Aboard the Doomed Macedonian Again

October 30, 2014
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Last weekend marked the anniversary of one of the first encounters in the War of 1812, the battle between the U.S.S. United States and H.M.S. Macedonian. In researching our National Geographic book, Mark and I found some stories that surprised us, and one involved the wager of a beaver hat and lightning striking twice.
    Stephen Decatur was commander of the Navy Yard in Norfolk, Virginia, before the war. There he would invite his British counterparts in port over for dinner. In January 1812 one of his guests was Captain John Carden, who commanded the H.M.S. Macedonian. That night over dinner, Decatur bet Carden a fine beaver hat that his ship, the United States, could best the Macedonian one-on-one. It was almost a joke: Decatur’s ship was nicknamed “the Old Wagon,” while the Macedonian, with 38 guns, was new and nimble.
    They laughed, toasted and parted that night, expecting nothing to come of it.
    Within months, everything had changed. That fall when Decatur, after crossing the Atlantic, bore down on a British ship, the other ship turned out to be none other than the Macedonian.

The Macedonian and the United States

    It was Sunday, October 25. West of the Canary Islands. Confident in the Macedonian’s speed, Carden sailed straight at his opponent. And indeed, she sped past the United States‘ first shot. But Decatur used his position and the longer range of the U.S. guns (24-pounders compared to the British 18-pounders) to stay out of cannon range and dismast the Macedonian. Then he swooped in to finish the job.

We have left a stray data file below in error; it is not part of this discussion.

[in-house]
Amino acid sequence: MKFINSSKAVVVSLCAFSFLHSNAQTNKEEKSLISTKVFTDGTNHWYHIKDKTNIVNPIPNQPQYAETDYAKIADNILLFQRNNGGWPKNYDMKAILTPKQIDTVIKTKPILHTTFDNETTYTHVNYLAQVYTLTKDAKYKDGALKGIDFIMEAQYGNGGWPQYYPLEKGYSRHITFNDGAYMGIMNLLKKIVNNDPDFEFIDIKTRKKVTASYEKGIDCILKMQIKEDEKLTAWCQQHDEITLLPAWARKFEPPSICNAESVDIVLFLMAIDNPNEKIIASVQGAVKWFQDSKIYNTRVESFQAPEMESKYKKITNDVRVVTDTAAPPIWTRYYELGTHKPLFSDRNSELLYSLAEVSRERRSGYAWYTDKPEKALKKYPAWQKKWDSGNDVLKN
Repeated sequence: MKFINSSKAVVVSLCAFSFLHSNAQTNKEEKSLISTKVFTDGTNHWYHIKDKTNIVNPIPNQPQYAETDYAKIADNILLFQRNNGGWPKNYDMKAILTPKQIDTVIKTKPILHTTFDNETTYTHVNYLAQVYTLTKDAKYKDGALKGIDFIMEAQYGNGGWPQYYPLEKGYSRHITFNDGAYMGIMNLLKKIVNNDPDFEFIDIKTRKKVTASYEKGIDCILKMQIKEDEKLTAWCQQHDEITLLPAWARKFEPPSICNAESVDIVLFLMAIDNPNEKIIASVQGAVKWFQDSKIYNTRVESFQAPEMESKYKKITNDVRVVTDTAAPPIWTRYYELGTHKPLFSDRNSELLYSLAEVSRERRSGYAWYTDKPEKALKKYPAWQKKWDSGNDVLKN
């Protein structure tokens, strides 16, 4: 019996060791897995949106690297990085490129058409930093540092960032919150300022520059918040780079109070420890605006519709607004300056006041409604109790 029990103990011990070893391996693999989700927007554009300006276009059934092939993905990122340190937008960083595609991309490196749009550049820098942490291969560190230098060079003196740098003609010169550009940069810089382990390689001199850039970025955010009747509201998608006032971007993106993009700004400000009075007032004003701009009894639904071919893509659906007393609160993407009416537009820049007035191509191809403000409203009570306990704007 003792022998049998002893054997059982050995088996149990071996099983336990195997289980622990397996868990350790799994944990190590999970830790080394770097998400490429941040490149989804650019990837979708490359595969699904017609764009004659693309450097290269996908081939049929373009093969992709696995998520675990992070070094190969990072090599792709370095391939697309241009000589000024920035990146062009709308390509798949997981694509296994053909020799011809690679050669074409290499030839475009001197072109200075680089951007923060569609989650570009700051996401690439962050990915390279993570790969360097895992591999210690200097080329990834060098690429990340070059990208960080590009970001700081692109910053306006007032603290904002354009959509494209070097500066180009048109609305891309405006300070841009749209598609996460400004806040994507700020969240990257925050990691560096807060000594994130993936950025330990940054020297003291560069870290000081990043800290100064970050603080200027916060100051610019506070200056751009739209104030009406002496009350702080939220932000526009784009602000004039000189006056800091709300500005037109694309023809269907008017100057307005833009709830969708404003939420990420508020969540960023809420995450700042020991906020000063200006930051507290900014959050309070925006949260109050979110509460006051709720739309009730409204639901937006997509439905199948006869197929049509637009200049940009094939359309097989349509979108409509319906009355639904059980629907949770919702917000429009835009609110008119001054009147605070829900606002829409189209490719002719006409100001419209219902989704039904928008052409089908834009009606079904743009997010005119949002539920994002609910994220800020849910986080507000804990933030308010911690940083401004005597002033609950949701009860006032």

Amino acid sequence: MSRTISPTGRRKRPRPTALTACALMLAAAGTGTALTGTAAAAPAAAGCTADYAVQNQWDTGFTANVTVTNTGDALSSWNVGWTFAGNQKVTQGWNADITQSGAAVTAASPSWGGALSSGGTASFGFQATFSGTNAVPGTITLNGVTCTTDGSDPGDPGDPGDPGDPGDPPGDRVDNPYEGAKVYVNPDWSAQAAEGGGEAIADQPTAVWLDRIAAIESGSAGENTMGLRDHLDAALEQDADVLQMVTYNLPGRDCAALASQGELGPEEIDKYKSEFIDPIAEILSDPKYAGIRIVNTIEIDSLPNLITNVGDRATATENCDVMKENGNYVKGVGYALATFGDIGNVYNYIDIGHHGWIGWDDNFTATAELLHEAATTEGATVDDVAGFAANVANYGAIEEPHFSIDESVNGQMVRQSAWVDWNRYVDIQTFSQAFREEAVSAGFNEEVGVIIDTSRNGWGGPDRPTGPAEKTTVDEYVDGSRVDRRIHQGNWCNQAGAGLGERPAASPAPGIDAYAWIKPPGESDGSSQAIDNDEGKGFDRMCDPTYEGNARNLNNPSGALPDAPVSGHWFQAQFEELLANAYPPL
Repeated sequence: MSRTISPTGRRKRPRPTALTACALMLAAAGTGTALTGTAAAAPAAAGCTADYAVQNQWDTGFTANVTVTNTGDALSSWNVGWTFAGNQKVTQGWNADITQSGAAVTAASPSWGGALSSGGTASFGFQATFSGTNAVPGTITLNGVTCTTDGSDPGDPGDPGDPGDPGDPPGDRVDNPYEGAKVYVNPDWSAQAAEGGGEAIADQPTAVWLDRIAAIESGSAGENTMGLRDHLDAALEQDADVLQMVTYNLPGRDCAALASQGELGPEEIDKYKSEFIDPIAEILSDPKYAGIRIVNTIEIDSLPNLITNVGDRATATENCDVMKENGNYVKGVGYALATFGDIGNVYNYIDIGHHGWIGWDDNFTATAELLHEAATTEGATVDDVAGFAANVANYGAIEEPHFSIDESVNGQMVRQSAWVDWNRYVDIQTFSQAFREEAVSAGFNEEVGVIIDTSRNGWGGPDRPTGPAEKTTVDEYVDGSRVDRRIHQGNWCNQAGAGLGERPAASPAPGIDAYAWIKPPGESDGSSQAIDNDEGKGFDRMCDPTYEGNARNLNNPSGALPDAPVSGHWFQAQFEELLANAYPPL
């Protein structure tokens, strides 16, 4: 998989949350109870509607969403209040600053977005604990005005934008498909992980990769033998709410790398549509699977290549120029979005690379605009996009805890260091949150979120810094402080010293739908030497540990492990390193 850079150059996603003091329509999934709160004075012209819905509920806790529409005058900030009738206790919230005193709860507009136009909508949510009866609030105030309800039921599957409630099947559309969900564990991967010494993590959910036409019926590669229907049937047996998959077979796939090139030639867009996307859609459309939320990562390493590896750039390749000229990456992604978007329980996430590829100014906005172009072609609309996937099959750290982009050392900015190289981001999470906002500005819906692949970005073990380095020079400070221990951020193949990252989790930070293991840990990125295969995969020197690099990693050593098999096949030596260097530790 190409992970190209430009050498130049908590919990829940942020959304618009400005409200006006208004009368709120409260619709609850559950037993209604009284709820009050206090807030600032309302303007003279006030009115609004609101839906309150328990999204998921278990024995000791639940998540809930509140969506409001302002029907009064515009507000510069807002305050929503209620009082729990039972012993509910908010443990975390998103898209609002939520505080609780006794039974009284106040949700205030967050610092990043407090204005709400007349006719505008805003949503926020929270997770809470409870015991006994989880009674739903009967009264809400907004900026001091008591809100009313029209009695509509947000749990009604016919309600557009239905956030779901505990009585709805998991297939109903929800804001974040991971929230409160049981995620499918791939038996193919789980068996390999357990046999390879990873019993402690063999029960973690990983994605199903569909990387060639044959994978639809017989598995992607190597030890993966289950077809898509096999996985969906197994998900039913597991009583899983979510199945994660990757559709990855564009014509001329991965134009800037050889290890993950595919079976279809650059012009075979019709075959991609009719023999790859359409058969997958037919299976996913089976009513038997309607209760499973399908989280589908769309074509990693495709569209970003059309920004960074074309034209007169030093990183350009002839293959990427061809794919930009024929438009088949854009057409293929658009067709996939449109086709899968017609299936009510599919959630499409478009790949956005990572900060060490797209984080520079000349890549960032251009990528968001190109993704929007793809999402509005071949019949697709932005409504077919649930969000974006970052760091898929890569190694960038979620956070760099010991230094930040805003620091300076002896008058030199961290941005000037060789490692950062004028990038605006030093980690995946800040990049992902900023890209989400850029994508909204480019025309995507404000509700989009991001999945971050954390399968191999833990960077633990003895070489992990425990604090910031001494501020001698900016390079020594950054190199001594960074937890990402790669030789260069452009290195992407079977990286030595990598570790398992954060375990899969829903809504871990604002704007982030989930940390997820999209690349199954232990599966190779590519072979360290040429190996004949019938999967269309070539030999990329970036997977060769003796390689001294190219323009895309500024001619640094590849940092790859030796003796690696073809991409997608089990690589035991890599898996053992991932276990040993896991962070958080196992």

At that point we shift perspective to the British ship, where a boy named Samuel Leech, a powder monkey, quickly saw how brutal a sea battle could be. When the Macedonian’s crew had left Portsmouth heading for the Mediterranean, they didn’t even know that Britain was at war with the U.S. Suddenly they were in battle. My blog for NY Bound Books sometime ago takes up Leech’s tale.
    It’s a tale that takes a young man through war to another land, another life, and a sudden jarring return to his old ship during a visit to New York, like a bad flashback. Rattled and moved, Leech was inspired to write his life story, Thirty Years from Home. His book came out in the 1840s and became a surprise bestseller. It still offers a remarkable firsthand glimpse from that time of life and death and second chances.

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